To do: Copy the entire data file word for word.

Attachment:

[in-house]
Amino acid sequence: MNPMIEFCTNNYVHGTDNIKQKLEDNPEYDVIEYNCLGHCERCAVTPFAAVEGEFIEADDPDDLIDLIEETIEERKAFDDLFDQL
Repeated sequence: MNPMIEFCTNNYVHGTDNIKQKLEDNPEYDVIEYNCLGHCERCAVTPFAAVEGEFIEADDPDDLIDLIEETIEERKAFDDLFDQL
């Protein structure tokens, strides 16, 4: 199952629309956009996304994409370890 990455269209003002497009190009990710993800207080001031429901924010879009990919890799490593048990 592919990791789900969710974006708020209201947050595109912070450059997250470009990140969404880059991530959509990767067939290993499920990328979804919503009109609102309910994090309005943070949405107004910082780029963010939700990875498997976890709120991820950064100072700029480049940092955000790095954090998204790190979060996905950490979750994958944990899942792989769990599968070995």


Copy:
[in-house]
Amino acid sequence: MNPMIEFCTNNYVHGTDNIKQKLEDNPEYDVIEYNCLGHCERCAVTPFAAVEGEFIEADDPDDLIDLIEETIEERKAFDDLFDQL
Repeated sequence: MNPMIEFCTNNYVHGTDNIKQKLEDNPEYDVIEYNCLGHCERCAVTPFAAVEGEFIEADDPDDLIDLIEETIEERKAFDDLFDQL
């Protein structure tokens, strides 16, 4: 199952629309956009996304994409370890 990455269209003002497009190009990710993800207080001031429901924010879009990919890799490593048990 592919990791789900969710974006708020209201947050595109912070450059997250470009990140969404880059991530959509990767067939290993499920990328979804919503009109609102309910994090309005943070949405107004910082780029963010939700990875498997976890709120991820950064100072700029480049940092955000790095954090998204790190979060996905950490979750994958944990899942792989769990599968070995």